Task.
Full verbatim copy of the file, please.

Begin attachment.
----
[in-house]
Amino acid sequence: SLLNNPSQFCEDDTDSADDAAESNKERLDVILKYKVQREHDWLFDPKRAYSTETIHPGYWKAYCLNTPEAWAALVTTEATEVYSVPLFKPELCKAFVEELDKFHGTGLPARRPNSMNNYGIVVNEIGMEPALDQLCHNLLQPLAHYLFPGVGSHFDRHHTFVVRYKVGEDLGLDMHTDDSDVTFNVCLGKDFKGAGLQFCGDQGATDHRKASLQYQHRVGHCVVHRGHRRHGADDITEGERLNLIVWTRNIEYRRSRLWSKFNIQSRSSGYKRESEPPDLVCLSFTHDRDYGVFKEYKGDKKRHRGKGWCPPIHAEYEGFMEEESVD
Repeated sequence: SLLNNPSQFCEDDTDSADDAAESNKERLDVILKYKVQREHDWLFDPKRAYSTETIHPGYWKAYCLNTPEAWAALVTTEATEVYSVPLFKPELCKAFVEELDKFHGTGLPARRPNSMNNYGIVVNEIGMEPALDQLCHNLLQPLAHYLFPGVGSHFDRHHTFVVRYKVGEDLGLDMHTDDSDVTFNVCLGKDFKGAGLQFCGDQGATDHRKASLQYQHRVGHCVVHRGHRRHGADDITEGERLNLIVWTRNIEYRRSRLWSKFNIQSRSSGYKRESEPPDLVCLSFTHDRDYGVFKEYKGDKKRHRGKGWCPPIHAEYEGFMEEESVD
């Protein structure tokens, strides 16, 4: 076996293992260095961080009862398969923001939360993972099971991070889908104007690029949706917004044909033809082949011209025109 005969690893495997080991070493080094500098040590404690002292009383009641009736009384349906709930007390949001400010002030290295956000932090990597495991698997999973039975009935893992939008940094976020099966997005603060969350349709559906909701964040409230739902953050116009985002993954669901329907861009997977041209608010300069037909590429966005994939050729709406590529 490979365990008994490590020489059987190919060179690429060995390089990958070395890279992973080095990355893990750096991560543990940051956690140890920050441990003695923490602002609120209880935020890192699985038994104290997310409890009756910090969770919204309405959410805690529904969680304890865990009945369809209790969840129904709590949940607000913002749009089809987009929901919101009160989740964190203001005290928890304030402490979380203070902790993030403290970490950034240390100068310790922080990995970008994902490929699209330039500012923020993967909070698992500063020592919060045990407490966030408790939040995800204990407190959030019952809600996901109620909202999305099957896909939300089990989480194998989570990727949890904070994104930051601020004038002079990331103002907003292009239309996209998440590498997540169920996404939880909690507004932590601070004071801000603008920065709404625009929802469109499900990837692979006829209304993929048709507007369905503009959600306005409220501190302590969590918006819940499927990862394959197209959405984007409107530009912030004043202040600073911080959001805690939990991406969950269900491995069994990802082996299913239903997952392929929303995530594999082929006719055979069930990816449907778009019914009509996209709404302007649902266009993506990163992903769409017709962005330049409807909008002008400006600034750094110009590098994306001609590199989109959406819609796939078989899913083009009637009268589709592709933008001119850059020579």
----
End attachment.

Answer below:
[in-house]
Amino acid sequence: SLLNNPSQFCEDDTDSADDAAESNKERLDVILKYKVQREHDWLFDPKRAYSTETIHPGYWKAYCLNTPEAWAALVTTEATEVYSVPLFKPELCKAFVEELDKFHGTGLPARRPNSMNNYGIVVNEIGMEPALDQLCHNLLQPLAHYLFPGVGSHFDRHHTFVVRYKVGEDLGLDMHTDDSDVTFNVCLGKDFKGAGLQFCGDQGATDHRKASLQYQHRVGHCVVHRGHRRHGADDITEGERLNLIVWTRNIEYRRSRLWSKFNIQSRSSGYKRESEPPDLVCLSFTHDRDYGVFKEYKGDKKRHRGKGWCPPIHAEYEGFMEEESVD
Repeated sequence: SLLNNPSQFCEDDTDSADDAAESNKERLDVILKYKVQREHDWLFDPKRAYSTETIHPGYWKAYCLNTPEAWAALVTTEATEVYSVPLFKPELCKAFVEELDKFHGTGLPARRPNSMNNYGIVVNEIGMEPALDQLCHNLLQPLAHYLFPGVGSHFDRHHTFVVRYKVGEDLGLDMHTDDSDVTFNVCLGKDFKGAGLQFCGDQGATDHRKASLQYQHRVGHCVVHRGHRRHGADDITEGERLNLIVWTRNIEYRRSRLWSKFNIQSRSSGYKRESEPPDLVCLSFTHDRDYGVFKEYKGDKKRHRGKGWCPPIHAEYEGFMEEESVD
């Protein structure tokens, strides 16, 4: 076996293992260095961080009862398969923001939360993972099971991070889908104007690029949706917004044909033809082949011209025109 005969690893495997080991070493080094500098040590404690002292009383009641009736009384349906709930007390949001400010002030290295956000932090990597495991698997999973039975009935893992939008940094976020099966997005603060969350349709559906909701964040409230739902953050116009985002993954669901329907861009997977041209608010300069037909590429966005994939050729709406590529 490979365990008994490590020489059987190919060179690429060995390089990958070395890279992973080095990355893990750096991560543990940051956690140890920050441990003695923490602002609120209880935020890192699985038994104290997310409890009756910090969770919204309405959410805690529904969680304890865990009945369809209790969840129904709590949940607000913002749009089809987009929901919101009160989740964190203001005290928890304030402490979380203070902790993030403290970490950034240390100068310790922080990995970008994902490929699209330039500012923020993967909070698992500063020592919060045990407490966030408790939040995800204990407190959030019952809600996901109620909202999305099957896909939300089990989480194998989570990727949890904070994104930051601020004038002079990331103002907003292009239309996209998440590498997540169920996404939880909690507004932590601070004071801000603008920065709404625009929802469109499900990837692979006829209304993929048709507007369905503009959600306005409220501190302590969590918006819940499927990862394959197209959405984007409107530009912030004043202040600073911080959001805690939990991406969950269900491995069994990802082996299913239903997952392929929303995530594999082929006719055979069930990816449907778009019914009509996209709404302007649902266009993506990163992903769409017709962005330049409807909008002008400006600034750094110009590098994306001609590199989109959406819609796939078989899913083009009637009268589709592709933008001119850059020579």